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I need to parse some messages. The first 4 bytes of a message identify the type of message, so, using that, I can instantiate an object of the proper type. To make this an efficient operation, I thought I would create a hash map where they key is the first 4 bytes, and the value is the object constructor. I can just look up the constructor and invoke it.

After all, constructors are just functions, and there shouldn't be any problem putting functions in a map. It turns out that I am having some difficulty with this because I don't know how to express the reference to the constructor properly.

To get concrete with a simplified example, suppose we have a message base class, MsgBase, and a couple subclasses, MsgA and MsgB. If I create a companion object for each of the messages and put a factory function into it, I can make the array without any problem using those functions.

Here is a simplified sample which takes the message as a string.

class MsgBase(message: String) { }

class MsgA(message: String) extends MsgBase(message) { }

object MsgA  { def makeIt(message: String): MsgA = new MsgA(message)  }

and where MsgB is similar. Then I can make the map:

val cm = Map[String, (String) => MsgBase]("a" -> MsgA.makeIt, "b" -> MsgB.makeIt)

val myMsg = cm("a")("a.This is the message")

It seems like I should be able to refer to the message object constructor directly in the expression building the map, rather than using the trivial function in the companion object, but I haven't figured out any way to express that. Is there a way?

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after all, constructors are just functions Are they? Who says so? My impression differs. Normally, I can invoke a function multiple times on an object and I don't have to call 'new', just to name the first two differences, which come to my mind. –  user unknown May 29 '11 at 13:51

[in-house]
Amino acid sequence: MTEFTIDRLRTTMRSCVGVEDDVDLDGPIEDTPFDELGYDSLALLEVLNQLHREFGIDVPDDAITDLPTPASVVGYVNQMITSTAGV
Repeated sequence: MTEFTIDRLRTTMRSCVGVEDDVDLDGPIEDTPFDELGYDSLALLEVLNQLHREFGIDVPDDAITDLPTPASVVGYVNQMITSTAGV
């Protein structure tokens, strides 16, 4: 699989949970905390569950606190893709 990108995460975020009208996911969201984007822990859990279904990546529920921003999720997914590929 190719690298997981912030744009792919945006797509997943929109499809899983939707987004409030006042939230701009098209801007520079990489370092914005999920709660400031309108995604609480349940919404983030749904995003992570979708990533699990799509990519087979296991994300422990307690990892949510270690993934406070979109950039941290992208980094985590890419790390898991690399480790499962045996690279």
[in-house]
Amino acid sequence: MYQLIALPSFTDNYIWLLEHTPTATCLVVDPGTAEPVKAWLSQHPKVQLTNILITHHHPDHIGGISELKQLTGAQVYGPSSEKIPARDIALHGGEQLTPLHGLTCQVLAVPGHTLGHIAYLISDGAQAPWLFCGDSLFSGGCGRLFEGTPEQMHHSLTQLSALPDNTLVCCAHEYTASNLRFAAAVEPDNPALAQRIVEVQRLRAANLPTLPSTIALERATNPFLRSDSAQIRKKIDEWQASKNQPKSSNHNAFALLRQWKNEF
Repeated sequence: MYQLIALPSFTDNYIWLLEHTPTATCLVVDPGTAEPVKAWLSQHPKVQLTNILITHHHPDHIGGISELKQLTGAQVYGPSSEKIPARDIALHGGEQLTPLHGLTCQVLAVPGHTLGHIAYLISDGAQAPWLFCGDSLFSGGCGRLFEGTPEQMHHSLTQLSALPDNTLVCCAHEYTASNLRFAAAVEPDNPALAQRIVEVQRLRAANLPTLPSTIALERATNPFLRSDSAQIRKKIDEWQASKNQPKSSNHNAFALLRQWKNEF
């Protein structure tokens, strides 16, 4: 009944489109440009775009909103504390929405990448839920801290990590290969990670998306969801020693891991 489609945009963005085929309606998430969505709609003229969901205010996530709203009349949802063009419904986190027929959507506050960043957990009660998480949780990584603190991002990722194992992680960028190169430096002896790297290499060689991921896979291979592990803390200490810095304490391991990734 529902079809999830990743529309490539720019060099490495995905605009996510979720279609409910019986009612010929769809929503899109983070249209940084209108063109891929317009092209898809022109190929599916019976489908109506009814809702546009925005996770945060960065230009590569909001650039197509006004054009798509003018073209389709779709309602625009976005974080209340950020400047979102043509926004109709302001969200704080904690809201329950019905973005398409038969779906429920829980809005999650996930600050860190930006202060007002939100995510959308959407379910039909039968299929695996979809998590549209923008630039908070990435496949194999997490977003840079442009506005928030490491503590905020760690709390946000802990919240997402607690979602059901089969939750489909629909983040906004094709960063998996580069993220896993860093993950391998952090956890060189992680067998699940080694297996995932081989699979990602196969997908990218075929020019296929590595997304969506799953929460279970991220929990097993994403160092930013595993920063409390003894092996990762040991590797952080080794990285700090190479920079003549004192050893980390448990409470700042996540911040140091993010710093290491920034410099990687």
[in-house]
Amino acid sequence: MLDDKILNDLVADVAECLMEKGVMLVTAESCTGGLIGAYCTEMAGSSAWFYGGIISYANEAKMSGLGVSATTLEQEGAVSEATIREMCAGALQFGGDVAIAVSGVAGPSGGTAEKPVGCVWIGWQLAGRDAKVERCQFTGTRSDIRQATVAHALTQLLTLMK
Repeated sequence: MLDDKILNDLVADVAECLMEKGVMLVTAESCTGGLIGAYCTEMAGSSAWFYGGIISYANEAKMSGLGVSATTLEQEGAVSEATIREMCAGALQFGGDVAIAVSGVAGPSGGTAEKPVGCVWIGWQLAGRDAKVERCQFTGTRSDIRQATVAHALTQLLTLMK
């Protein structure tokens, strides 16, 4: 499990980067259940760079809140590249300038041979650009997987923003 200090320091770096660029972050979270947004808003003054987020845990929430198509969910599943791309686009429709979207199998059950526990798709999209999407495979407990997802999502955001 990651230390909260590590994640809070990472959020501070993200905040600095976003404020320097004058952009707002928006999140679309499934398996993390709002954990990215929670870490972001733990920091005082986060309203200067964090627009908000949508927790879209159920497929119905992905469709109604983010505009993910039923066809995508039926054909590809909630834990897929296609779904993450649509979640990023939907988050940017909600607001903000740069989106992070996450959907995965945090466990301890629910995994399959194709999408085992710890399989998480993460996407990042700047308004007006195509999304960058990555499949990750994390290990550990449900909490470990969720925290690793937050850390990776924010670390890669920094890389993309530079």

3 Answers 3

up vote 9 down vote accepted


"a" -> (new MsgA(_))

(all parentheses are needed).

Even if this didn't work, you could of course always define the function explicitly:

"a" -> ( (s: String) => new MsgA(s) )
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did you mean "a" -> (new MsgA(_)) ? –  Kim Stebel May 29 '11 at 7:24
Thanks very much. Just what I was looking for: short form function literal with place holder (p. 191 in Programming in Scala, 2nd ed., in case anyone wants to read more) –  Willard May 29 '11 at 11:48
@Kim - I guess it was a string, not a var, so sure, "a". –  Rex Kerr May 29 '11 at 16:29
val cm = Map[String, (String) => MsgBase]("a" -> (new MsgA(_)), "b" -> (new MsgB(_)))
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For this case it would be better to use case classes, which automatically provide you functions for creating new objects.

scala> case class MsgA(message: String) extends MsgBase(message)
scala> case class MsgB(message: String) extends MsgBase(message)

So you can refer them just by name, without any syntactical overhead

scala> val m = Map("a"->MsgA, "b"->MsgB)
m: scala.collection.immutable.Map[java.lang.String,scala.runtime.AbstractFunction1[java.lang.String,Product with MsgBase]] = Map((a,<function1>), (b,<function1>))

scala> m("a")("qqq")                              
res1: Product with MsgBase = MsgA(qqq)

As an alternative approach you can create companion object with overrided apply method by hand. For details see Programming scala, chapter 6

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